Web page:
Brodie Neill in conversation
Tasmanian-born designer, Brodie Neill, speaks to Ben Morgan about living and working in East London.
Once a less desirable part of London, the cobbled backstreets of Shoreditch have now become an intricate maze of trendy boutiques. Today, this is where you can find Aussie designer Brodie Neill, who has been living and working in London for the past 7 years.
With some of world’s biggest design names just metres away – Jasper Morrison and Barber Osgerby to name two – Neill has set up his small studio in an old warehouse on Charlotte Road.
“London is a huge melting pot of culture and people, and especially in this part of the city, the creative industry is very strong,” Brodie says. “It’s a really inspiring place to be.”
Studying furniture design at the University of Tasmania, Brodie learnt to craft timber, to be a designer and a maker. He learnt an appreciation for organic lines, natural materials and ‘design as art’.
“In that art school environment, the final piece was always seen in a gallery,” he explains. “You wanted to make these pieces as sensational, art-like pieces. That foundation is how I learnt design.”
Brodie went on to study at the Rhode Island School of Design in the US, which exposed him to 3D Printing and computer-aided design.
“When I was studying in Tasmania I already had this love of modern, ultra-contemporary shapes and forms and colours, but the digital aspect of the work didn’t really come to the forefront until I got to America,” he says. “I did classes in the architecture department on rapid prototyping. Some of the digital techniques and tools I learnt and developed then I still use today.”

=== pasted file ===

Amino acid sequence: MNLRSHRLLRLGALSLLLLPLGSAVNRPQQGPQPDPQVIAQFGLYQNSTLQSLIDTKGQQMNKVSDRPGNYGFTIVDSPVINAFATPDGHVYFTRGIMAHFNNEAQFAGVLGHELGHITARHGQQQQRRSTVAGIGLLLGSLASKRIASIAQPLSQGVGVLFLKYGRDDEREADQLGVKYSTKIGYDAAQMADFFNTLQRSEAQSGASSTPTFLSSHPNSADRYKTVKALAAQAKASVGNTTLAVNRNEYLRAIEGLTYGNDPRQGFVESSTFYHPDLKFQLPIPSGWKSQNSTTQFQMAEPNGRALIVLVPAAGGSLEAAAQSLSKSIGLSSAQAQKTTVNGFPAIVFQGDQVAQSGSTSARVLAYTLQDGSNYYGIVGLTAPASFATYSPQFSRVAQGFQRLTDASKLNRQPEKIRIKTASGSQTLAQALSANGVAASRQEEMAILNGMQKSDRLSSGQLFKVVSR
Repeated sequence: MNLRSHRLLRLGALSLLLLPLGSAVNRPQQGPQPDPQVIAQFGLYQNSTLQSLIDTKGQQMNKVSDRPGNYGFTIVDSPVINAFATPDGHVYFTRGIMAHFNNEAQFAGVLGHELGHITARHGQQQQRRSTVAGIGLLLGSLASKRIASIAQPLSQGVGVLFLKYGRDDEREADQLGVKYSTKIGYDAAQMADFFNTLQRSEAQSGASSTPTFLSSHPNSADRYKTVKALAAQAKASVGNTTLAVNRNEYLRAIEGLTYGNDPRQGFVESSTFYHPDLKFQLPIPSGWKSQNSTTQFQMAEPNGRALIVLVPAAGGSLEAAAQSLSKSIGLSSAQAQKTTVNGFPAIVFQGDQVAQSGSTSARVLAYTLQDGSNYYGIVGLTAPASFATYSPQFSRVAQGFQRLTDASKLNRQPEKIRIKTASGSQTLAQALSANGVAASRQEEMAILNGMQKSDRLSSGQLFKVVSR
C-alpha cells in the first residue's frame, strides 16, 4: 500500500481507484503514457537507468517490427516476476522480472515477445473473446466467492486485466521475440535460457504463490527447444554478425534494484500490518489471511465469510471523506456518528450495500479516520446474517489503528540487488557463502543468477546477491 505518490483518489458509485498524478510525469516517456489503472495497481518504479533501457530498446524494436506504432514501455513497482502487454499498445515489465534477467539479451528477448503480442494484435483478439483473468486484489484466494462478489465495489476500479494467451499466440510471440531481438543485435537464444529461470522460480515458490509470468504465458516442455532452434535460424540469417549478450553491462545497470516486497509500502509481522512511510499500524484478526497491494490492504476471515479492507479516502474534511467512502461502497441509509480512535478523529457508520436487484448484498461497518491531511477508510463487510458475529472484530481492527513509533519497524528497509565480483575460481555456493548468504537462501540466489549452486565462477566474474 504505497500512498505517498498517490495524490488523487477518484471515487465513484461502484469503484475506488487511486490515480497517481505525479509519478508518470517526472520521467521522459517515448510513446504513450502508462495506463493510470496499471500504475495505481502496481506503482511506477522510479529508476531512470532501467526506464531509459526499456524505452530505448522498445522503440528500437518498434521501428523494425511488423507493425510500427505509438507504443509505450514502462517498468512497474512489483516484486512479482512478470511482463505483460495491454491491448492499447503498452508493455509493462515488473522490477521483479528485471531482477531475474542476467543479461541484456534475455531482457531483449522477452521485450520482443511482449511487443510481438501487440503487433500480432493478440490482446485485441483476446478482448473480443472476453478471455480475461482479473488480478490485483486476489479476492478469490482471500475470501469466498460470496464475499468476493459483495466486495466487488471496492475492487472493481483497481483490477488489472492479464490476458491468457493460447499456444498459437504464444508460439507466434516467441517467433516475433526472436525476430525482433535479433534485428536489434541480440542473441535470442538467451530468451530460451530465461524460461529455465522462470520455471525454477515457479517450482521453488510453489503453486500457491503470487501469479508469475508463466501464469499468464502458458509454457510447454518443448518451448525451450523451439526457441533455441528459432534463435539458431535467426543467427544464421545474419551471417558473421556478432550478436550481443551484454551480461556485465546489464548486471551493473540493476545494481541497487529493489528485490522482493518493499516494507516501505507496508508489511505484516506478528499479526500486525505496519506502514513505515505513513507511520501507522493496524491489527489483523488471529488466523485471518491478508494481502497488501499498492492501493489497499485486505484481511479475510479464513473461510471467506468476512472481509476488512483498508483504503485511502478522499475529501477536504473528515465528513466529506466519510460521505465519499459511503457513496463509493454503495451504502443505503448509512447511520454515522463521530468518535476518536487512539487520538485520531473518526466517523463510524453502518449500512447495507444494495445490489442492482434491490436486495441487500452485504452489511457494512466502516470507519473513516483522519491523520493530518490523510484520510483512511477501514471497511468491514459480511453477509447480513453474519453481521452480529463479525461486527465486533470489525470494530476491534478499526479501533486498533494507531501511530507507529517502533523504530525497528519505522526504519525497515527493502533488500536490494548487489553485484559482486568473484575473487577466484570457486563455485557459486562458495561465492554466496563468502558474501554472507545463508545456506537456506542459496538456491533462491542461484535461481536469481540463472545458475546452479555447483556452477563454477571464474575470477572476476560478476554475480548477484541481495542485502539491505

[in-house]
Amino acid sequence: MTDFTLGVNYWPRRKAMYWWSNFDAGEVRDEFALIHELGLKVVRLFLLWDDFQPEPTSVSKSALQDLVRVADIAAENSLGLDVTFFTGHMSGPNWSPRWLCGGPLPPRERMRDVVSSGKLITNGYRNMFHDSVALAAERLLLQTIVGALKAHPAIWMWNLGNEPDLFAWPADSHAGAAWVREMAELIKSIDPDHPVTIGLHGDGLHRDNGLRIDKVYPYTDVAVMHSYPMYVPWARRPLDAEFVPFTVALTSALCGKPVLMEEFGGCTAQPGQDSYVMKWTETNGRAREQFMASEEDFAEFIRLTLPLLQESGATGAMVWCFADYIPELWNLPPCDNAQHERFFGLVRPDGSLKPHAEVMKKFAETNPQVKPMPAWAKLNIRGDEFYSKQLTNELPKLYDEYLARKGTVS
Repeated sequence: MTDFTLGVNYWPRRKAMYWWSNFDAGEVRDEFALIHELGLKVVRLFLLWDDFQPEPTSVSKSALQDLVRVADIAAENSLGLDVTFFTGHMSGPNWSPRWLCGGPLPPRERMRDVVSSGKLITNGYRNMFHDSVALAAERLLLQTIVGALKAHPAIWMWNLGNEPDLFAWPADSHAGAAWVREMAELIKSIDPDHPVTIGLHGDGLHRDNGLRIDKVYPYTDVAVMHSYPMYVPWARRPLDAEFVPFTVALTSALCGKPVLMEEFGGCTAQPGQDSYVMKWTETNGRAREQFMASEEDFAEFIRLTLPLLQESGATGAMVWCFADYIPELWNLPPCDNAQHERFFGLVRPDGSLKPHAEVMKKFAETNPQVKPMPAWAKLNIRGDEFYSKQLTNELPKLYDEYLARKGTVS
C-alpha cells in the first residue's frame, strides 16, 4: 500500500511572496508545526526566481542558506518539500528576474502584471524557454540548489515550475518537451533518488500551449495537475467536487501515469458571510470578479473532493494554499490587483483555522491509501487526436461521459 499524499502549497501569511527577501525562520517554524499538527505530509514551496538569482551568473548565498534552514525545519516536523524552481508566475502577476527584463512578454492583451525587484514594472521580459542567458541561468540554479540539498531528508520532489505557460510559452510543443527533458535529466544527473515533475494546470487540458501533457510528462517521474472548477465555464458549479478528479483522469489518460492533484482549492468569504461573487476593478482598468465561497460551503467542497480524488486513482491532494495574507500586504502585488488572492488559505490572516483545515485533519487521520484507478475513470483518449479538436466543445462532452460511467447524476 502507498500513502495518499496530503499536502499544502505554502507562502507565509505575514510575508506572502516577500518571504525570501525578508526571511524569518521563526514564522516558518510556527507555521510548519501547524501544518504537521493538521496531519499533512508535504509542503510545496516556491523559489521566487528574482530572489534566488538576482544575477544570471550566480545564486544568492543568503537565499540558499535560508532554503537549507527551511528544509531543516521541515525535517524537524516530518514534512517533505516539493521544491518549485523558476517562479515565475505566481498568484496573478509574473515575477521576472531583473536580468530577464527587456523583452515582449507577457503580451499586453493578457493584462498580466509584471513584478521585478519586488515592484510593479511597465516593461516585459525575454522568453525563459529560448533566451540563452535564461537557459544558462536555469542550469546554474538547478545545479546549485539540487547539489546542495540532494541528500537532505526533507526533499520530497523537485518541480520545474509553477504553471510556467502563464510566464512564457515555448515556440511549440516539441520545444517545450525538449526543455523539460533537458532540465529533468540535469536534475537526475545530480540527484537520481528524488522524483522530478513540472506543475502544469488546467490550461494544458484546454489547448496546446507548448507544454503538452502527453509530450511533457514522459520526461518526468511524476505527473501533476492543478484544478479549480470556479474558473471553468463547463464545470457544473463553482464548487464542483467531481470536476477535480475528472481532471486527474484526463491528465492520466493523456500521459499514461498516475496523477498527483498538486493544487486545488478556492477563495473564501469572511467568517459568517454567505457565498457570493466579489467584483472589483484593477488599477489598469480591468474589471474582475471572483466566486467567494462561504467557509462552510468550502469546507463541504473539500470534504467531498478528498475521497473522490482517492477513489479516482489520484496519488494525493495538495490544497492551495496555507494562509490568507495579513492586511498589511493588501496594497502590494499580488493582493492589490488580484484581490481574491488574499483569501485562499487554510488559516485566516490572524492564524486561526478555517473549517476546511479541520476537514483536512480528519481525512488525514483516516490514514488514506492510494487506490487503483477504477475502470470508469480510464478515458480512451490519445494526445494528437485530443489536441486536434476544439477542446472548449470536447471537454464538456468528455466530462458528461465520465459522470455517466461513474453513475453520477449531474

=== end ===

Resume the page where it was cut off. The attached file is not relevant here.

The Clover light is the perfect example of organic form meeting digital execution. The light began as a sort of logo, a flat two-dimensional drawing. “I saw that as 3D, not just black lines. We then put this into the computer and started to see the shapes and how that diagram could actually have a volume.”
Brodie is currently working on a new timber bench for Italian company Riva 1920, due to be launched in 2012. This object represents perhaps the first piece that truly melds the organic in form and material with the digital process.